The BBC has learned that hundreds of high school students have been kidnapped in Zamfara State, northwest Nigeria.
A local teacher said that at least 300 female students were taken away in the Friday morning attack from the school where he worked.
A spokesman for the state governor confirmed the kidnapping, but gave no details.
The attack took place on Friday at 12 p.m. GMT, when gunmen on board pick-up vehicles and motorcycles stormed a government secondary school for girls in the Gangibi area in Zamfara state, according to a teacher testimony on a local website.
The teacher said that some of the gunmen were dressed as government security personnel, and that they drove the girls into the vehicles.
The BBC correspondent in the capital Abuja said that the families of the kidnapped girls had gathered in front of the school and that some of them went to look for the girls.
A teacher told the BBC that only 55 of the 421 students at the school were counted, meaning more than 300 may have been kidnapped.
This is the latest mass kidnapping operation targeting schools in recent weeks. Schoolgirls are usually kidnapped by gunmen for ransom.
Last December, Zamfra State also witnessed the release of 344 students, a week after they were kidnapped.
Boko Haram claimed responsibility for the kidnapping, but Nigerian officials deny this.
The government said at the time that it had not paid a ransom and that the boys were released after three rounds of negotiations with the kidnappers.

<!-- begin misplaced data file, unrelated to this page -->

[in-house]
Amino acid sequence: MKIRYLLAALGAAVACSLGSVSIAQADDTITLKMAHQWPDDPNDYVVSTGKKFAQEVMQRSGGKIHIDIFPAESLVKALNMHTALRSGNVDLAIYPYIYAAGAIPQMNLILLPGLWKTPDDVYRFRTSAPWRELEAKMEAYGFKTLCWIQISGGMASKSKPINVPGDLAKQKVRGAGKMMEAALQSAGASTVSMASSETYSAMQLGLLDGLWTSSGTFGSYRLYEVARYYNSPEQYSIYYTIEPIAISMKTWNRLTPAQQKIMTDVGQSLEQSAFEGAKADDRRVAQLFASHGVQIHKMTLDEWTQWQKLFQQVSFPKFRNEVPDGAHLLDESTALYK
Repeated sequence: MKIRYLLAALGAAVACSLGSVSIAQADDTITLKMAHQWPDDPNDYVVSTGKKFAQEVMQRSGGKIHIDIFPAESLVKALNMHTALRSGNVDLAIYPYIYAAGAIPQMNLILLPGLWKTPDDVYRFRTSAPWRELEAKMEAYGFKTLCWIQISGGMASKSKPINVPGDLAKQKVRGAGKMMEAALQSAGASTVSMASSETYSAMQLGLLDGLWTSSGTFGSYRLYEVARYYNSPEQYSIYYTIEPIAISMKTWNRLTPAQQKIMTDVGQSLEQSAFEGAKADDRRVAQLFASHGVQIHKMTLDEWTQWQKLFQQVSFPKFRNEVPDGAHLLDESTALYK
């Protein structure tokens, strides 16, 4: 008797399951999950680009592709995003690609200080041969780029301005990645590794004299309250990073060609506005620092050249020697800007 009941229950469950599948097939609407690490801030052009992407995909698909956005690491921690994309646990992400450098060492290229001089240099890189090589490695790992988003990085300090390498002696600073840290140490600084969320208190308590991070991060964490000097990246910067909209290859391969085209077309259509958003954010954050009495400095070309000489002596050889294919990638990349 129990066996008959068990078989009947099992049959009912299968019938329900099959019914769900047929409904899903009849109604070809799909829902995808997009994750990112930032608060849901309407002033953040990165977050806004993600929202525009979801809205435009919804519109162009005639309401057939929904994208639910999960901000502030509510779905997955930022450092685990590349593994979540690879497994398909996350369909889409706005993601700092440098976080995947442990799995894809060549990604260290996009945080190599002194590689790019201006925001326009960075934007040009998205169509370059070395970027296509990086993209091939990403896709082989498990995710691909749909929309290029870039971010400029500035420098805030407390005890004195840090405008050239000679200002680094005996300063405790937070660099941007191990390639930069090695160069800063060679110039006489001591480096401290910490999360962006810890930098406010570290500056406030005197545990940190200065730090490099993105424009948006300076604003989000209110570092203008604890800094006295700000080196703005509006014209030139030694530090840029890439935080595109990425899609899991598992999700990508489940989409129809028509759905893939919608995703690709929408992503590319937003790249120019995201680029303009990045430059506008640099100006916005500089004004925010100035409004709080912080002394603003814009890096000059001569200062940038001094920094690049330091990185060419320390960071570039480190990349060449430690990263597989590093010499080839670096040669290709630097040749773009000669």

Boko Haram has been notorious for its schoolchildren’s kidnappings over the past decade, including one in 2014, when the group kidnapped nearly 300 schoolchildren from their school.
However, kidnappings were not uncommon in areas of north-eastern Nigeria, where Boko Haram is based.
As for the northwestern regions of Nigeria, armed attacks and kidnappings are often accused of bandits and gangs in the region.
What do we know about Boko Haram?
The name “Boko Haram” when translated means: “Western education is forbidden.”
Since its founding in 2002, Boko Haram has aspired to overthrow the government of Nigeria and establish an Islamic caliphate.
In 2009, Boko Haram carried out a series of attacks on police stations and other government buildings in Borno State, northeastern Nigeria, killing hundreds.
The group prohibits Muslims from participating in any political or social activity similar to the activities of Western society.
In 2003 Washington designated Boko Haram a terrorist organization.
In April 2014, Boko Haram faced international condemnation after it kidnapped more than 200 schoolgirls from Chibok, Borno State, saying it would treat them as slaves and war spoils.
Later, Boko Haram declared its allegiance to the Islamic State and turned its back on Al Qaeda.
Boko Haram’s activity extends beyond Nigeria’s borders to Cameroon, Niger and Chad, in violence that has killed tens of thousands of people and displaced millions of others.